Carol Sutherland, who was the OVPECI special project coordinator and founder of the Black Faculty and Staff Community Network, was fired in January 2019 while she was on medical leave. Sutherland had worked at Ryerson for 15 years and was known for her advocacy and support of Black community members at Ryerson.
Sutherland’s union has since filed three grievances against Ryerson, for which an arbitration hearing will be held on Sept. 9, the Toronto Star reported.
3. THE REVIEW OF SECURITY AND “INSTITUTIONAL VIOLENCE”
The ABRCCR has one recommendation on security: that Ryerson prioritize safety and security to “positively impact Black student belonging, with security to be trained in equity, diversity and inclusion.”
“Dr. Rinaldo Walcott would never say policing and security need ECI training… We refuse those ideas,” said Lamers, referring to the idea of reforming, rather than abolishing campus policing.
BLC member Hansel Igbavoa called policing on campus “institutional violence on Black students,” and added that training will make no difference to being “hyper-surveilled.”
In the report, Black students made it clear that campus security does not make them feel safe; instead, their presence is intimidating. Additionally, Black students feel “profoundly subject to racial profiling” by security, leading to “a strong sense of non-belonging.”
Students interviewed for the report recounted experiences of being followed by campus security, asked for ID, and treated with hostility; leading to “a strong sense of non-belonging.” They also pointed out disparities between how they and their white peers are policed, with security lingering outside of events where there were Black students.
Concerns were also expressed around security working in groups. The ABRCCR adds that security works in pairs for their own safety and for that of the community—a detail which Lamers said he believes was included to validate excessive security presence.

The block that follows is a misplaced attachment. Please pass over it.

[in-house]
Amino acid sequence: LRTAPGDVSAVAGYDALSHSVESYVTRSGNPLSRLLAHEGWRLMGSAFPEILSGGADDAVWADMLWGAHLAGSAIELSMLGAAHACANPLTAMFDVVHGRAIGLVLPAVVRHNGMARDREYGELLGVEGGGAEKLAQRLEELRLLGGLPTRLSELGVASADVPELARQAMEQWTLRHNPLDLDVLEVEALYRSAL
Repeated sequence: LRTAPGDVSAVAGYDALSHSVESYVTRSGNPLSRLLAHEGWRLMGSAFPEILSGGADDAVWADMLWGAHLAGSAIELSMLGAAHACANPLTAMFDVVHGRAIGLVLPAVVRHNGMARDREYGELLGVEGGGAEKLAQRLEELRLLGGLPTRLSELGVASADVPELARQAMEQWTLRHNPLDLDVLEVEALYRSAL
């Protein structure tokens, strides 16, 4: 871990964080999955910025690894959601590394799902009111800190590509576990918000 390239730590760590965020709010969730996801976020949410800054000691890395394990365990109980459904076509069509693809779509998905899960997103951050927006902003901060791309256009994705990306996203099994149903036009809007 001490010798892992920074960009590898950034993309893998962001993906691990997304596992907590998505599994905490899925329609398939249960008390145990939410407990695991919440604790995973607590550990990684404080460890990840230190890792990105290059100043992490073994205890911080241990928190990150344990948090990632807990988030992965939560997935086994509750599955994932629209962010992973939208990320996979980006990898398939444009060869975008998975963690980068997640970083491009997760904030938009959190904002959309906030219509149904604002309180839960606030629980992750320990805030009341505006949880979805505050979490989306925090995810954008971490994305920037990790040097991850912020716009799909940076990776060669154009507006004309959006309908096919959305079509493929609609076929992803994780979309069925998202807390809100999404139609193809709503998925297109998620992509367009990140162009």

”What I don’t understand is why I see four to six people, sometimes eight [security staff members] approaching someone…because they don’t think they belong there,” said Lamers. “Eight people is not going to de-escalate a situation… it escalates, not de-escalates.”
The report stated that 59 per cent of security guards “self-identify as coming from racialized minority backgrounds.” It added that their jobs are made difficult by taunts, intimidation and threat of violence, and that racialized security guards, in particular, face “racialized physical and psychological violence.”
Igbavoa said that that addition overlooks the fact that “Black students have been harassed multiple times by security of campus, regardless of [security’s] ethnic background or their race.”
“How can members of the institution be tasked with surveilling themselves?”
Despite the report’s conclusion earlier in 2019 that policing presented a danger to Black students, Ryerson still applied for the presence of special constables on campus that September, said Lamers.
“These people had the report for a year,” said Lamers. “This fraudulent university was willingly and knowingly endangering our lives.”
When director of safety and security Denise Campbell announced in September 2019 that Ryerson had submitted a proposal for special constables to the Toronto Police Services (TPS), Campbell said that the university’s approach would be informed by recommendations in the then-unpublished ABRCCR.
Presidential Implementation Committee member Deborah Brown said the report was one part of “a large body of data” that Ryerson used in considering its approach to safety and security. She emphasized that before the cancellation of the special constables program this June, “the university received an increasing number of concerns through the spring and summer regarding bringing special constables to campus.”
Igbavoa said “the university should look into more sustainable and community-based safety methods that don’t involve policing, don’t involve security.”